First, Medicaid imposes a penalty for improper transfers.  An improper transfer is any transfer of an asset for less than fair market value.  Medicaid looks back five years for any improper transfers and disqualifies the applicant for one month for each $6,905 of improper gifts made.  Improper transfers prior to the five-year lookback period are not penalized.  

For example, if a gift of $100,000 was made in the last five years, the applicant will be ineligible for Medicaid for 15 months after application.  If a gift of $1,000,000 was made, the applicant will wait five years to apply for Medicaid and then will not be required to report the gift because the five-year penalty period expired.

In addition to overcoming the five-year look back period, making a gift requires the owner to give up all ownership and control, including income produced by the gifted asset.  This creates the risk that the original owner cannot protect the gifted asset from financial or legal mishaps of the person receiving the gift.  This risk is a significant factor that should be considered when contemplating a gift.

Consider the following example.  Dad owns 200 acres of land and is concerned he will be forced to sell the land if he incurs LTC costs.  To protect the land, Dad gifts the land to Daughter.  After Daughter receives the land, she causes an automobile accident and is liable to the injured party for $1,000,000.  Her auto insurance only covers $250,000 in liability so she must sell some of the land received from Dad to pay the injured party. 

This example illustrates the risk of giving up ownership and control of assets when gifting.  In future articles we will discuss strategies to overcome this risk using irrevocable trusts and/or LLCs.

Tax implications are another factor to consider when gifting.   The IRS allows large gifts to be made without a gift tax being owed provided a gift tax return is filed.  Instead of taxing the gift, the IRS reduces the giftor’s federal estate tax exemption by the value of the gift which is reported on the gift tax return.  Also, the person receiving the gift receives the same tax basis as the giftor rather than receiving a stepped-up tax basis to fair market value if they were to receive the same asset as an inheritance. 

Using the same example as above, the value of the land gifted to Daughter was $2,000,000.  Dad would file a gift tax return and his federal estate tax exemption would be reduced from $12,060,000 to $10,060,000.  No tax is owed but Dad’s estate exemption limit is reduced by the amount of the gift.  Let’s assume Dad paid $200,000 for the farm when he first bought it.  Daughter will receive the farm with a $200,000 tax basis.  If she would have inherited the farm instead, she would have received the farm with a $2,000,000 tax basis.  The loss of stepped-up tax basis when gifting is a significant factor to consider.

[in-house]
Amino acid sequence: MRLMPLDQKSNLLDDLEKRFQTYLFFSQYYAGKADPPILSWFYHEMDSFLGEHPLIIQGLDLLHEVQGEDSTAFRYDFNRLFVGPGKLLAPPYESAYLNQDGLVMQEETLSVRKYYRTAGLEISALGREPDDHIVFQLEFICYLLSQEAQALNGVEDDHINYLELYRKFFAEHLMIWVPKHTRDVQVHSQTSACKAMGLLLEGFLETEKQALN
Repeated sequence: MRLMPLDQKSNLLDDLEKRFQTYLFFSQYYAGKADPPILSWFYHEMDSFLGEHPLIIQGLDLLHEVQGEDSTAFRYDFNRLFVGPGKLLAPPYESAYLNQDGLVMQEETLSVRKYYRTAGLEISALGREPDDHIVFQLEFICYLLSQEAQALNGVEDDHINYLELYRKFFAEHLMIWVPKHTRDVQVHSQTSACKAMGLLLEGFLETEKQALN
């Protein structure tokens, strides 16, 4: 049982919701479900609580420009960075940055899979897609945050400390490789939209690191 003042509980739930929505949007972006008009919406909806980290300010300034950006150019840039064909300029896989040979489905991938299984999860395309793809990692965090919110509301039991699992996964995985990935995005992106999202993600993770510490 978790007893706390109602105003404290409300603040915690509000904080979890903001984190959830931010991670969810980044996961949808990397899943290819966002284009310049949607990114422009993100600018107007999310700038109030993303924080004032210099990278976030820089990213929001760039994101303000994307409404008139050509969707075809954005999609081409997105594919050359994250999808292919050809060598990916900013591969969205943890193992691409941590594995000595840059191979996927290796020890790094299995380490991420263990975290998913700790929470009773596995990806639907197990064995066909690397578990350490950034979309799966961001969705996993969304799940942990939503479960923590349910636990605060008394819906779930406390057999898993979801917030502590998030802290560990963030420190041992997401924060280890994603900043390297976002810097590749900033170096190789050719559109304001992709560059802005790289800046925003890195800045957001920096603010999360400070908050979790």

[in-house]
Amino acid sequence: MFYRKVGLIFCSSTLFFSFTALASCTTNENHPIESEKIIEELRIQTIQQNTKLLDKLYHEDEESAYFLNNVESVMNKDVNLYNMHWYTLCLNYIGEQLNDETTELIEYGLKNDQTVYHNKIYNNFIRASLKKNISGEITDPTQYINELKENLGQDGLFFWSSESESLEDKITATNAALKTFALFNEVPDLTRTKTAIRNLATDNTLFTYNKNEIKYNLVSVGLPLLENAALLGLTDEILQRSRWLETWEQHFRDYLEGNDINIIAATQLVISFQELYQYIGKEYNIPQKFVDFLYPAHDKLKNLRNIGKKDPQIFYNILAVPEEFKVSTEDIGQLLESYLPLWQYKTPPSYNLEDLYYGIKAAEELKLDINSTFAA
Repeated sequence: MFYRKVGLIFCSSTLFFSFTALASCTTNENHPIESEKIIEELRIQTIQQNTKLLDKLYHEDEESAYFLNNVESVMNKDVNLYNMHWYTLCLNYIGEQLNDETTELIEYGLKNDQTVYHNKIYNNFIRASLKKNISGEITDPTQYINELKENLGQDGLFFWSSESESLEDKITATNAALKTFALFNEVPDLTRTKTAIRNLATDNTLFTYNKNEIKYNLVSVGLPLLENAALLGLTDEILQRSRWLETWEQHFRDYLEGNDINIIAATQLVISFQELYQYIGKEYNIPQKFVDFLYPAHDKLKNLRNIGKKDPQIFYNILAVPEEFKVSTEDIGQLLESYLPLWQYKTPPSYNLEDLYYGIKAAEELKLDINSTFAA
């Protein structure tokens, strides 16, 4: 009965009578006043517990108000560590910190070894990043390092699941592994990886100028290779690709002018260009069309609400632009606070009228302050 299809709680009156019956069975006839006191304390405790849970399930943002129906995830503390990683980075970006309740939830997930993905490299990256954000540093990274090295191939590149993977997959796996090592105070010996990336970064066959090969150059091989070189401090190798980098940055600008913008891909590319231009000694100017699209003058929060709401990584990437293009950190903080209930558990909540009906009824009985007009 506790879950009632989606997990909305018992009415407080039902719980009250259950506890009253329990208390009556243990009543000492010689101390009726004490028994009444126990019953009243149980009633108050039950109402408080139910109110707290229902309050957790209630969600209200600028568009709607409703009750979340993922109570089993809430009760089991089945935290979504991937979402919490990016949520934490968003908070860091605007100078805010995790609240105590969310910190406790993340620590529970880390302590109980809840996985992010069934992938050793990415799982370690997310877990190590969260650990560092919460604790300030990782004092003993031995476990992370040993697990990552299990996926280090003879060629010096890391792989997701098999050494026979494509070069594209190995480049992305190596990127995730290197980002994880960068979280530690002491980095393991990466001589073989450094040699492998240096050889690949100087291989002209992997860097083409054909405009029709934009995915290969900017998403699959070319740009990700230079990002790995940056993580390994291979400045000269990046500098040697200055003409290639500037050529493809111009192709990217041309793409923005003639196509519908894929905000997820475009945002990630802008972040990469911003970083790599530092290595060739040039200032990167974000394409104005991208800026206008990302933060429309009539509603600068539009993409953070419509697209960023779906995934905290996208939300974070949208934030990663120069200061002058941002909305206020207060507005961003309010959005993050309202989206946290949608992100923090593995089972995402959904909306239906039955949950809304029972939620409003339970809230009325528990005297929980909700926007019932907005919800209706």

For a thorough discussion on the tax implications of gifting, see the law bulletin “Gifting Assets Prior to Death” at go.osu.edu/farmplanning.

The biggest benefit of a gifting strategy is its simplicity. Land can be transferred with a simple deed, money can be transferred by check,  and machinery and livestock can be transferred with simple paperwork.  It is usually relatively easy to transfer assets by gift.  Also, the gifting can be done quickly to get the five-year lookback period started.

Gifting assets is one of several strategies to protect assets from LTC costs.  While the process of gifting is relatively easy, the implications of gifting are significant and extensive.  Anyone considering a gifting strategy to protect assets should consult their legal and tax advisors to determine if gifting is the best strategy.

 

By: Robert Moore, Friday, August 26th, 2022

Legal Groundwork

In a prior blog post, we discussed whether a will or trust might be needed for an estate plan.  Another common question is: what is an irrevocable trust and do I need one?  Irrevocable trusts have their place in estate planning but not everyone needs one nor should everyone have one.

Most trusts are revocable trusts.  These types of trusts can be amended or revoked by the grantor (creator) any time until the time of death.  Additionally, assets can be transferred into and out of the trust at will by the grantor.  In essence, a revocable trust is one and the same as the grantor until the grantor passes away.